Check out Deb Blum's review of Wild Justice, the new book from University of Colorado biologist Marc Bekoff and bioethicist Jessica Pierce. The book argues that dogs, dolphins, elephants, wolves, whales, and other nonhuman social animals have emotions and morals too, as evidenced by their empathy, compassion, and cooperation.
As Blum notes:
Their definition of morality is a strongly Darwinian one. They see moral actions as dictated by the behavioral code of social species, the communal operating instructions that bond a group safely together, the "social glue" of survival. They believe such codes are necessarily species-specific and warn against, for instance, judging wolf morals by the standards of monkeys, dolphins or humans.If you have a dog, Bekoff tells The Denver Post, you can easily spot these kinds of emotional and moral behaviors:
Still, a "moral" decision can seem remarkably similar across many species. Bekoff and Pierce make their case by calling on a wide range of animal studies, from field biology to the laboratory and from the anecdotal to the statistical. In one lab study of Diana monkeys, for instance, the animals had to put tokens into a slot to receive their food. When an elderly female couldn't manage hers, a neighboring male inserted the tokens for her. In a different kind of experiment, rats refused to push a lever for food when they realised their action meant another animal got an electric shock. ...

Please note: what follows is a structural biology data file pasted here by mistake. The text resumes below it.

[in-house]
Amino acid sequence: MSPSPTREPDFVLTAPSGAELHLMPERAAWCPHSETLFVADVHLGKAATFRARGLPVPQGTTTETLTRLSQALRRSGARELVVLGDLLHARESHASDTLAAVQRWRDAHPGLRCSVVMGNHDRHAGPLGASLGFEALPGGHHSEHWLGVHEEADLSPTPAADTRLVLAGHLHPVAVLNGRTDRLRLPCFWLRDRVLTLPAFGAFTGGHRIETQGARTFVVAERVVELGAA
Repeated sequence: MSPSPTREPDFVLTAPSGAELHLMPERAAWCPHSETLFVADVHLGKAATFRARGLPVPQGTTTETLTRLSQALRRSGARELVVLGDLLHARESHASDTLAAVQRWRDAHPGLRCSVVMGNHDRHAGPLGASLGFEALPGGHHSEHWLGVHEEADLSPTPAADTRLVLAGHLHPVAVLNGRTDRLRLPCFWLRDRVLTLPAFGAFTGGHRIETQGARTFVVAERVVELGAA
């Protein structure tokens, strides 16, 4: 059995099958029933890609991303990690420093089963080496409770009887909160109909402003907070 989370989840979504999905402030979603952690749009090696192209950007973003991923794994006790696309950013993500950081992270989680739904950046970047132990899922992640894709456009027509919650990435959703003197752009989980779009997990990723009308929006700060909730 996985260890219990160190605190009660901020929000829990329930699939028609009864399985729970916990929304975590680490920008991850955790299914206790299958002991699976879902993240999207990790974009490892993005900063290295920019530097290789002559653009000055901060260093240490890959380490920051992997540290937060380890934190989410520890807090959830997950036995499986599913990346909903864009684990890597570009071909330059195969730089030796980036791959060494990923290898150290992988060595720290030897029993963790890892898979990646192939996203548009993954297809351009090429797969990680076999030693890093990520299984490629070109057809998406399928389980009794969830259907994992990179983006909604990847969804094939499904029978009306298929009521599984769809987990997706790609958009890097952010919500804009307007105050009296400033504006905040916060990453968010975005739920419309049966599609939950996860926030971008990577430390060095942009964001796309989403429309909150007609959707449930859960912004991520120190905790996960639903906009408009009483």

These moral behaviors, they argue, are evidence of a kind of evolutionary continuity between humans and other species.
• Dogs have a sense of fair play. They dislike cheaters. They experience joy in play. They delight in friends. The big guys handicap themselves in games with little guys.
• Dogs get jealous when a rival gets more or better treats or treatment. They are resentful, unnerved or saddened by unfair behavior.
• They are made anxious by suspense. They get afraid.
• They are embarrassed when they mess up or do something clumsy.
• They feel remorse or regret when they do something wrong. They seek justice. They remember the bad things done to them but sometimes choose to forgive.
• Dogs have affection and compassion for their animal and human friends and family. They defend loved ones. They grieve their losses.
• They have hope.